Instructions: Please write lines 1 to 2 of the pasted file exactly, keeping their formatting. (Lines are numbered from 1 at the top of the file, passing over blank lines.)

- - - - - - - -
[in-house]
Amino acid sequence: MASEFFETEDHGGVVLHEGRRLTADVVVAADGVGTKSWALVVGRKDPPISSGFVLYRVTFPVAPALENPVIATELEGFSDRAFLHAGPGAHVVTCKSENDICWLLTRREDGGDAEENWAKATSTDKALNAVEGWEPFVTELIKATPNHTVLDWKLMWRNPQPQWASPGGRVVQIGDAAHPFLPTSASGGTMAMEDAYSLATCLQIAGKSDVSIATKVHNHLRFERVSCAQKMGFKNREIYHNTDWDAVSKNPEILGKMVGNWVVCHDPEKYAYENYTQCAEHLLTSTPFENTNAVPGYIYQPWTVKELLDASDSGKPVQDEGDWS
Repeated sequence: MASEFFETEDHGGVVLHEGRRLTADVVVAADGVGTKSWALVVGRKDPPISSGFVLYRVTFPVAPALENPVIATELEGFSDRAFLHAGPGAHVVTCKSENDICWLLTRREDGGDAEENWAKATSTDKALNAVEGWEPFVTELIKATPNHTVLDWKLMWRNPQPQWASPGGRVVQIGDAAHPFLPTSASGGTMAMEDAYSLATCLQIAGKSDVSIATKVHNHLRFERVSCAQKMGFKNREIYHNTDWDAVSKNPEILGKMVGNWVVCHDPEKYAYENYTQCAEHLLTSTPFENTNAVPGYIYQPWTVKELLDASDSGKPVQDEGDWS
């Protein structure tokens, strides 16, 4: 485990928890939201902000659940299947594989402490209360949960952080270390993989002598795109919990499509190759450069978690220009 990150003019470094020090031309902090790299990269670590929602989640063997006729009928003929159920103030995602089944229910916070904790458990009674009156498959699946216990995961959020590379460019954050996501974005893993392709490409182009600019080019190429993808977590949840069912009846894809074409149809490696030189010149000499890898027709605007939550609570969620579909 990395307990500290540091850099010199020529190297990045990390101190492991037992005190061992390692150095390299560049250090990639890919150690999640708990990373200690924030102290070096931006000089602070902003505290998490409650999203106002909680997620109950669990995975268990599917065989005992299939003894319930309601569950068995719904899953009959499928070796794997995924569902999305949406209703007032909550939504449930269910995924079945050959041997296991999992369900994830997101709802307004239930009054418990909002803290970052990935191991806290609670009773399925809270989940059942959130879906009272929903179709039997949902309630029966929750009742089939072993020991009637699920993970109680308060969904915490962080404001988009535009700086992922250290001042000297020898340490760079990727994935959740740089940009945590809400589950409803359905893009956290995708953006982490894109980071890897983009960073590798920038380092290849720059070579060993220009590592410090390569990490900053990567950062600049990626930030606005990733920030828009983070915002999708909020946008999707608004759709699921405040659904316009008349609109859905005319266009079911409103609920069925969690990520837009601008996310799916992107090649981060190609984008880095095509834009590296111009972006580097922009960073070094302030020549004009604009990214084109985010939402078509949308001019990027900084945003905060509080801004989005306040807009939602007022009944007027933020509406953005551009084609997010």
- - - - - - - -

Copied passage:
[in-house]
Amino acid sequence: MASEFFETEDHGGVVLHEGRRLTADVVVAADGVGTKSWALVVGRKDPPISSGFVLYRVTFPVAPALENPVIATELEGFSDRAFLHAGPGAHVVTCKSENDICWLLTRREDGGDAEENWAKATSTDKALNAVEGWEPFVTELIKATPNHTVLDWKLMWRNPQPQWASPGGRVVQIGDAAHPFLPTSASGGTMAMEDAYSLATCLQIAGKSDVSIATKVHNHLRFERVSCAQKMGFKNREIYHNTDWDAVSKNPEILGKMVGNWVVCHDPEKYAYENYTQCAEHLLTSTPFENTNAVPGYIYQPWTVKELLDASDSGKPVQDEGDWS